The suggestion from conservatives to sell health insurance plans across state lines seems to be not well understood by conservatives and liberals alike. Here’s an attempt to answer some of the questions that never seemed to get asked or answered?
Why can’t I already buy health insurance across state lines?
Insurance is regulated by the government in each state. To sell policies in a state, a company must meet the requirements set by that state government through the legislative process. These requirements specify things such as what type of treatments must be covered by a policy, who qualifies, how the insurance company can determine eligibility and so on. All of these requirements originate in the state legislature and are buried in the states’ statutes.
The requirements for insurance policies in Missouri can be found here.
The common misunderstanding about this issue is that there is a Federal restriction about selling policies across state lines. To my knowledge (but could be wrong and would love to be corrected if I am), this is not true. The restriction comes from individual states.
Simply put, Blue Cross Blue Shield can’t sell a policy that meets Idaho’s requirements in Missouri because that policy does not meet Missouri’s requirements.
What is a mandate?
A mandate is a type of expense or coverage (benefit, provider or covered person) that a state legislature, at some time, passed a law to specify that health insurance policies in that state must cover.
For example, only two states mandate that insurance policies cover the costs of smoking cessation, while other states do not. An individual in the other states may or may not find a policy the covers smoking cessation, but in those two states, everyone with insurance is covered for smoking cessation – even if they’re not smokers.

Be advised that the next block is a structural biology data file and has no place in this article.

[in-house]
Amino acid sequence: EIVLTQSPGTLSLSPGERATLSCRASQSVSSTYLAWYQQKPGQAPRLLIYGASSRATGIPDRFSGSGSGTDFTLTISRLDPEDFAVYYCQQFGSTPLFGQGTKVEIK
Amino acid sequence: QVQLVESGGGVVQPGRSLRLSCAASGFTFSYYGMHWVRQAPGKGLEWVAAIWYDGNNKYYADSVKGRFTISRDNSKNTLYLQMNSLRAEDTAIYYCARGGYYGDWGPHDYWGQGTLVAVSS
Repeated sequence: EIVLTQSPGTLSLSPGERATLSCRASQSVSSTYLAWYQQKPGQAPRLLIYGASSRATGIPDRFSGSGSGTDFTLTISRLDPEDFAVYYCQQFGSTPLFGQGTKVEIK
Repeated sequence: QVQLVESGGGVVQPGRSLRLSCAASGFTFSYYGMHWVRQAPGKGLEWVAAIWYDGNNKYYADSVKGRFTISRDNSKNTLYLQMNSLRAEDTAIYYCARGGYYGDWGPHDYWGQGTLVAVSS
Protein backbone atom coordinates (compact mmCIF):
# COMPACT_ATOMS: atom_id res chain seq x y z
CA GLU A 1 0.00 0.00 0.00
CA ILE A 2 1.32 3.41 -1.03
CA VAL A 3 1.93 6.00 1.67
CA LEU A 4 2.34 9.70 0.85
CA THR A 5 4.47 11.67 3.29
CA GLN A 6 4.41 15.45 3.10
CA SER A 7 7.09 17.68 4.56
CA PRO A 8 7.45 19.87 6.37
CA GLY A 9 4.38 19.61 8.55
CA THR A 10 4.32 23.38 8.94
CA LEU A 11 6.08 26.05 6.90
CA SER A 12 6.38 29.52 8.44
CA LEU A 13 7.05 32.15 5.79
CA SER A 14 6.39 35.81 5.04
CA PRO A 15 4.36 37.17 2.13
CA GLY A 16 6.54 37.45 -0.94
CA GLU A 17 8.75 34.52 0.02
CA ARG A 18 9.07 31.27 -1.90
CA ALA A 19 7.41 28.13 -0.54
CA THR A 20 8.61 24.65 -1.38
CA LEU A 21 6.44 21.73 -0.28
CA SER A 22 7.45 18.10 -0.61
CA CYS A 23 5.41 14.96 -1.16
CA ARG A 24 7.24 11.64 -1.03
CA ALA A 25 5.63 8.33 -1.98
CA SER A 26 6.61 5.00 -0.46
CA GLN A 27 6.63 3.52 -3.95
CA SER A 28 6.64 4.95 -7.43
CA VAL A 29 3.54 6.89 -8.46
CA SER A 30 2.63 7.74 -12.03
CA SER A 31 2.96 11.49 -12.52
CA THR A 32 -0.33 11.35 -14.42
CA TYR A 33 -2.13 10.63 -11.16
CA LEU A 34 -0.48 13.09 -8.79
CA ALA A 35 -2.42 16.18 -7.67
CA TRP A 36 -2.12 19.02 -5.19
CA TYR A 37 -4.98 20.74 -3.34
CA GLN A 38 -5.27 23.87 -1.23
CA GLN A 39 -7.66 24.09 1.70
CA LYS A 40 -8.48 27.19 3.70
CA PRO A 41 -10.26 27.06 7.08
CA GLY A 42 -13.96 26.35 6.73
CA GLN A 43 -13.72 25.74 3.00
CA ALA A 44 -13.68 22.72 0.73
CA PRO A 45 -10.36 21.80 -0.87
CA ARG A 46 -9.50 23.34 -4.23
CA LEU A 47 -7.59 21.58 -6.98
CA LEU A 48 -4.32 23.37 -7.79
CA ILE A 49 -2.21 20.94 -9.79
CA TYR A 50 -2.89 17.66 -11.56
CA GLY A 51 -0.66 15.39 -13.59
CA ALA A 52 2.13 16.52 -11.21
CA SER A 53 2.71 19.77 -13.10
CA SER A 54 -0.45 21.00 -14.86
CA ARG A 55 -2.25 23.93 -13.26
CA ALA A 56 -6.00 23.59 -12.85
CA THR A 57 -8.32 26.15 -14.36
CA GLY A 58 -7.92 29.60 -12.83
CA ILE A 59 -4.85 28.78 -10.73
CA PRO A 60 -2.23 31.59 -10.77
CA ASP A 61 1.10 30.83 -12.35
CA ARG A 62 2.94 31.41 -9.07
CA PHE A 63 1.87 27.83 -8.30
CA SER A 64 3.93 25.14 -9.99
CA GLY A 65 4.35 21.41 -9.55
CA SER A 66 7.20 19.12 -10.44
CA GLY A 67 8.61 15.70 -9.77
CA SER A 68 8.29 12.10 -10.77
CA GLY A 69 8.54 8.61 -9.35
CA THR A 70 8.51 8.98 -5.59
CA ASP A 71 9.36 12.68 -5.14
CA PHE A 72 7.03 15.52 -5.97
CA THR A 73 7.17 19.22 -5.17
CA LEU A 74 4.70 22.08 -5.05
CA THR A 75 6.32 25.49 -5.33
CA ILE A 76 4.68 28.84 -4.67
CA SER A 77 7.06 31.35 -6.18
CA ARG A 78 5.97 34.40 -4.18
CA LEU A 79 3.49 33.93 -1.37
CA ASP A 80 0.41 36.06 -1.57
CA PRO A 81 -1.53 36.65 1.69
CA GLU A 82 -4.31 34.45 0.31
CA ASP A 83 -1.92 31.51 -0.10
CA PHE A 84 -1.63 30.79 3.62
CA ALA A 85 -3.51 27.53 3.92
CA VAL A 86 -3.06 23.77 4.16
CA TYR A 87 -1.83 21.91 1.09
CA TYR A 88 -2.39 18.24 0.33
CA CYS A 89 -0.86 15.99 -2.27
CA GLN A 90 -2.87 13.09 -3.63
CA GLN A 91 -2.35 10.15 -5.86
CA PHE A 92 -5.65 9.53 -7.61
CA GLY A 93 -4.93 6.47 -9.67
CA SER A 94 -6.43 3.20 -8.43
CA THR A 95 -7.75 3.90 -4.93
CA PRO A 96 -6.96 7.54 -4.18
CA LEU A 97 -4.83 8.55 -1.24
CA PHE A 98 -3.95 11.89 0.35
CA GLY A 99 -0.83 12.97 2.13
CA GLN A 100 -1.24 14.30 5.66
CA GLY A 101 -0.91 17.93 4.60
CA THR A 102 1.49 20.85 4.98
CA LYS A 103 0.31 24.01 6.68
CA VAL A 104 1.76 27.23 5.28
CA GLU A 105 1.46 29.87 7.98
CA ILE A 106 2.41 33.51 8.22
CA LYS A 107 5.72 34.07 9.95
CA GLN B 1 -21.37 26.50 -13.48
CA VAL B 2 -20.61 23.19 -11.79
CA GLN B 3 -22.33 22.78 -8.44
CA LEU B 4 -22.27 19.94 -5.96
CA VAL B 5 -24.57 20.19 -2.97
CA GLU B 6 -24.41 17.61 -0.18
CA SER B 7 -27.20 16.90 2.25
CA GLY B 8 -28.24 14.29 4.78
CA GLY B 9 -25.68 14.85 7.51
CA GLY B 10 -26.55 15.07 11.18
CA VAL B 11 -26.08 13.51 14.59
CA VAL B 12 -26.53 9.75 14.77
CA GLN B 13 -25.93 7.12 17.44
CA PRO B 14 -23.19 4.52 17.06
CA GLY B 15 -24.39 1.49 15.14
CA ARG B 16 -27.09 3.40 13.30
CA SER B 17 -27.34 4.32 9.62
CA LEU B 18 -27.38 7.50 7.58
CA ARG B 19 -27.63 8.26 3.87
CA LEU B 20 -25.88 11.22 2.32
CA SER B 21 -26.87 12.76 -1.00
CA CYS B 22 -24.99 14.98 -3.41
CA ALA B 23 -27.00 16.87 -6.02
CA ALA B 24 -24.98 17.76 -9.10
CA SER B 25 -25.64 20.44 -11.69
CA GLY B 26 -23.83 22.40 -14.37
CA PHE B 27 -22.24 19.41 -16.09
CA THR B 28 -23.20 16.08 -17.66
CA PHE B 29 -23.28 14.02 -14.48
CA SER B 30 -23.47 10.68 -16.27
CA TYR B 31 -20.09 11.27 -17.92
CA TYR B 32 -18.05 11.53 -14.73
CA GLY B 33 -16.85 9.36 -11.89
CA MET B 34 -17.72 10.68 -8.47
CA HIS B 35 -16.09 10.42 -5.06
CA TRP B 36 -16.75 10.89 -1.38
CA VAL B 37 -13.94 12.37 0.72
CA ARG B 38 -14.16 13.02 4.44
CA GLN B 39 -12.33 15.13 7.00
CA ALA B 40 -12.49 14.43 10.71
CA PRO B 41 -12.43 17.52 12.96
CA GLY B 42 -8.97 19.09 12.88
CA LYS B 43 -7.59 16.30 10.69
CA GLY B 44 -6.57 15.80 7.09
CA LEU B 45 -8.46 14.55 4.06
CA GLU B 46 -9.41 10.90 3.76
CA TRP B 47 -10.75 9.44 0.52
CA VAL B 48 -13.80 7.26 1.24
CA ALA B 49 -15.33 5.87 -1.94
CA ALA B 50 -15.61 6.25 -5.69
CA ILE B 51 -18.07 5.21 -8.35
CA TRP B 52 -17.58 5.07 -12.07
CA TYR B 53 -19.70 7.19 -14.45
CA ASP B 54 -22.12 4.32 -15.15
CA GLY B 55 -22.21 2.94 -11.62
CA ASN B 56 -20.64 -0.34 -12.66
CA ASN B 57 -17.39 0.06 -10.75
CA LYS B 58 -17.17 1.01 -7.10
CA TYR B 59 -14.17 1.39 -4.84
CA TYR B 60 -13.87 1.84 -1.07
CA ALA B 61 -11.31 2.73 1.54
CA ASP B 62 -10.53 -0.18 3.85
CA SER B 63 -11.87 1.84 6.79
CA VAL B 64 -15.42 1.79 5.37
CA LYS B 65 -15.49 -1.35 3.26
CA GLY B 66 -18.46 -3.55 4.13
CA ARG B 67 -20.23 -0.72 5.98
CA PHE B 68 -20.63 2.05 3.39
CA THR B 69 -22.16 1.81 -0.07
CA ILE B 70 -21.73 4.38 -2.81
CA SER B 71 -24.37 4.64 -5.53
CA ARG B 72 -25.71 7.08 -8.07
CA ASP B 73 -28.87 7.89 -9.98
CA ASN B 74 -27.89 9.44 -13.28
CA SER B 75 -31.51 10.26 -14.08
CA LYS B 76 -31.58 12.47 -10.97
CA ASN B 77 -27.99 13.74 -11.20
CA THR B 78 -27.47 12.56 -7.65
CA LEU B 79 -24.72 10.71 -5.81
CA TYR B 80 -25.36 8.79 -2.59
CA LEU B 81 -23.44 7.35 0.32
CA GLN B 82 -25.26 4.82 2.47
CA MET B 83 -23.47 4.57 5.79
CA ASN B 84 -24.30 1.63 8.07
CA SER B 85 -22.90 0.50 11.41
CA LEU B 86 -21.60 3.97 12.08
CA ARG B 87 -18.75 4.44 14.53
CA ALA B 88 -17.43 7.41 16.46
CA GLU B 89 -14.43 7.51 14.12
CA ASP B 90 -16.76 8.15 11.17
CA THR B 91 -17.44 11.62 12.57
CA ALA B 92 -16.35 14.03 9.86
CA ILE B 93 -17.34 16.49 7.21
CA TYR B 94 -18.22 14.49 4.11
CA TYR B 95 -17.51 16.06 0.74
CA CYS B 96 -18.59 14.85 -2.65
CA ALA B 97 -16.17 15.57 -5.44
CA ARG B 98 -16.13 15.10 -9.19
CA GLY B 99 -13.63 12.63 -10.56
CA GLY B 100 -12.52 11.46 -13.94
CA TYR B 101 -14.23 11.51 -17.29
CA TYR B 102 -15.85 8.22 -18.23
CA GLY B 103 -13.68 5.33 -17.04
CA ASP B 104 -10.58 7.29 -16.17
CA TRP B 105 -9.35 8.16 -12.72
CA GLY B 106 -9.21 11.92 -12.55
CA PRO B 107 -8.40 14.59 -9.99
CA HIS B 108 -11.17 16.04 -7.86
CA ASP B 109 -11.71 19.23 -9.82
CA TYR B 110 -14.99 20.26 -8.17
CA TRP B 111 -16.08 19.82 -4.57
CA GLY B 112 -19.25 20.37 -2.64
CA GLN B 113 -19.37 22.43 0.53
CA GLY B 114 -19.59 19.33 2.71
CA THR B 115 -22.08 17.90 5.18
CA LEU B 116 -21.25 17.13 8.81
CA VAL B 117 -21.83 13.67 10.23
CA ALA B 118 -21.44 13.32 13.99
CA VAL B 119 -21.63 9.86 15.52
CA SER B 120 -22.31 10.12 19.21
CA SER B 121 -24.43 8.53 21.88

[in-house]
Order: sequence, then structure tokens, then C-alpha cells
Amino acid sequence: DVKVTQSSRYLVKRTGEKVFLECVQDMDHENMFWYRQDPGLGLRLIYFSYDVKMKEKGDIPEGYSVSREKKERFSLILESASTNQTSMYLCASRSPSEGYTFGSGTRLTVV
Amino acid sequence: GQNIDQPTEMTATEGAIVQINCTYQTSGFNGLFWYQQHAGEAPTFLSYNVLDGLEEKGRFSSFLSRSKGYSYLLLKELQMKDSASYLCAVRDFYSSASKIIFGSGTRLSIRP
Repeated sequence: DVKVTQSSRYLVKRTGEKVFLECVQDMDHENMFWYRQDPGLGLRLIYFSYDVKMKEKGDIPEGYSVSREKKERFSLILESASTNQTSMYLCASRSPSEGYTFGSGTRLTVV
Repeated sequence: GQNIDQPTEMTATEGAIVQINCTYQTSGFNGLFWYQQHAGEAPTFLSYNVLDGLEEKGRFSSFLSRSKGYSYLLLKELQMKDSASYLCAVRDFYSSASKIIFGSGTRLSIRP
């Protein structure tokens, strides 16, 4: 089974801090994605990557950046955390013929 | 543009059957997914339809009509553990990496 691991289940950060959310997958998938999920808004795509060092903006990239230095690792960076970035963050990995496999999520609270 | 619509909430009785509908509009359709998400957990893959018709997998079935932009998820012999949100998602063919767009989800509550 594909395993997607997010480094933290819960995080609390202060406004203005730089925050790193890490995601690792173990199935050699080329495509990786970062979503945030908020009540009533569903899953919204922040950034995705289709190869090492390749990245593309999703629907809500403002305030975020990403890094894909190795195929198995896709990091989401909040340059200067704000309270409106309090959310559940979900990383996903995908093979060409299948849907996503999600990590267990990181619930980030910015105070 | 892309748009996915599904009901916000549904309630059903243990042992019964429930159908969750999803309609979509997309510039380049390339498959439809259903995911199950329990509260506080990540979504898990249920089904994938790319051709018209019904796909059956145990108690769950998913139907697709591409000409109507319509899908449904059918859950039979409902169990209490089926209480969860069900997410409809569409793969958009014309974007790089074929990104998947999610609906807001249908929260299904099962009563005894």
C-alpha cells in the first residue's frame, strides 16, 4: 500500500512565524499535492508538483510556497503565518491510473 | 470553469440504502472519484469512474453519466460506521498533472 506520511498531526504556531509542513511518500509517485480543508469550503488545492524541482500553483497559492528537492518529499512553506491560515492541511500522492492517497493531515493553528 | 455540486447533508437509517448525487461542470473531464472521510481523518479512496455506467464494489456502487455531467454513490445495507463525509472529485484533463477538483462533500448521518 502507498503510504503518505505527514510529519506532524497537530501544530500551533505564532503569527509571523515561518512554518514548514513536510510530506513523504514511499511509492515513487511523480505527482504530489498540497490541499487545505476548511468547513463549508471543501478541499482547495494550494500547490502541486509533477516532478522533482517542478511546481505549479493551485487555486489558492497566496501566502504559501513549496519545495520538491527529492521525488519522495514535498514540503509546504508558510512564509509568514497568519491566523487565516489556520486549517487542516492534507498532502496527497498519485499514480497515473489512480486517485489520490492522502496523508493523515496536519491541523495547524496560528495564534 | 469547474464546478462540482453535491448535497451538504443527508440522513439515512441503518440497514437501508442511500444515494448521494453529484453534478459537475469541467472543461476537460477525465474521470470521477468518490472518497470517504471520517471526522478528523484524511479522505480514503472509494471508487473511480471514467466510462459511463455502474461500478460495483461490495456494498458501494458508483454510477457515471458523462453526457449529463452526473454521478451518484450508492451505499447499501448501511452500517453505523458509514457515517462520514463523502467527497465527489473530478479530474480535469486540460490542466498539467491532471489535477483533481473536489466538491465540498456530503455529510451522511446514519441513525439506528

Here’s a really good reference that shows what each state mandates for insurance coverage as of 2008. According to this list, Idaho has the fewest mandates with 15, while Minnesota has the most with 64.
As an example, the above linked list that Missouri has an alcoholism mandate. Here’s a link to that mandate in Missouri’s statutes, in case you wanted to see a specific, real world example.
What exactly is the suggestion?
The idea to “sell insurance across state lines” means using the Federal government’s authority to override (or undermine) the states’ insurance authority and give the residents more choice on what types of expenses they would like to have covered in their insurance policies. Now, that’s minimum is decided by the state governments.